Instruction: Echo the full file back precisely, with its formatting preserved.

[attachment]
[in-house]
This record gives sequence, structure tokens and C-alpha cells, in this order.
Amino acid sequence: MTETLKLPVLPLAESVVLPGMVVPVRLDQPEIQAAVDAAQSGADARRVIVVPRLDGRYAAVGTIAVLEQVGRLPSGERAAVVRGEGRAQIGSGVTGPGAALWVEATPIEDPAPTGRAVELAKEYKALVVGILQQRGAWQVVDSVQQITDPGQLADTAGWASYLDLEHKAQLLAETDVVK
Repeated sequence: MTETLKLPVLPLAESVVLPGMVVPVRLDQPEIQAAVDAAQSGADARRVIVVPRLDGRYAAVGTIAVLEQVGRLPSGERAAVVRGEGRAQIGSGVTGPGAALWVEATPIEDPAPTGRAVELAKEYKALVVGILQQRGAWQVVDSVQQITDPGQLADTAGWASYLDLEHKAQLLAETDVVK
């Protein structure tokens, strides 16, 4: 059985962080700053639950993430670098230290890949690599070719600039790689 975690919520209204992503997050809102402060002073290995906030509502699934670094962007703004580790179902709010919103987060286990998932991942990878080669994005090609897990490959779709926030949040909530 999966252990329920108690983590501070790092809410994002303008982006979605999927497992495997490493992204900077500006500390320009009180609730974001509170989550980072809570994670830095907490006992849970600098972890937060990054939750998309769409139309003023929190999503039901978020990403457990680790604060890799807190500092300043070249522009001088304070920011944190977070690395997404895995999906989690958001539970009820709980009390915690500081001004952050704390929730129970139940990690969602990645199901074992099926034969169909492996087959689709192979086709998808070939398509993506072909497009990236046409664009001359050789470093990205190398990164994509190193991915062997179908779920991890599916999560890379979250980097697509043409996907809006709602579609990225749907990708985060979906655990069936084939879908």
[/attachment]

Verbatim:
[in-house]
This record gives sequence, structure tokens and C-alpha cells, in this order.
Amino acid sequence: MTETLKLPVLPLAESVVLPGMVVPVRLDQPEIQAAVDAAQSGADARRVIVVPRLDGRYAAVGTIAVLEQVGRLPSGERAAVVRGEGRAQIGSGVTGPGAALWVEATPIEDPAPTGRAVELAKEYKALVVGILQQRGAWQVVDSVQQITDPGQLADTAGWASYLDLEHKAQLLAETDVVK
Repeated sequence: MTETLKLPVLPLAESVVLPGMVVPVRLDQPEIQAAVDAAQSGADARRVIVVPRLDGRYAAVGTIAVLEQVGRLPSGERAAVVRGEGRAQIGSGVTGPGAALWVEATPIEDPAPTGRAVELAKEYKALVVGILQQRGAWQVVDSVQQITDPGQLADTAGWASYLDLEHKAQLLAETDVVK
């Protein structure tokens, strides 16, 4: 059985962080700053639950993430670098230290890949690599070719600039790689 975690919520209204992503997050809102402060002073290995906030509502699934670094962007703004580790179902709010919103987060286990998932991942990878080669994005090609897990490959779709926030949040909530 999966252990329920108690983590501070790092809410994002303008982006979605999927497992495997490493992204900077500006500390320009009180609730974001509170989550980072809570994670830095907490006992849970600098972890937060990054939750998309769409139309003023929190999503039901978020990403457990680790604060890799807190500092300043070249522009001088304070920011944190977070690395997404895995999906989690958001539970009820709980009390915690500081001004952050704390929730129970139940990690969602990645199901074992099926034969169909492996087959689709192979086709998808070939398509993506072909497009990236046409664009001359050789470093990205190398990164994509190193991915062997179908779920991890599916999560890379979250980097697509043409996907809006709602579609990225749907990708985060979906655990069936084939879908």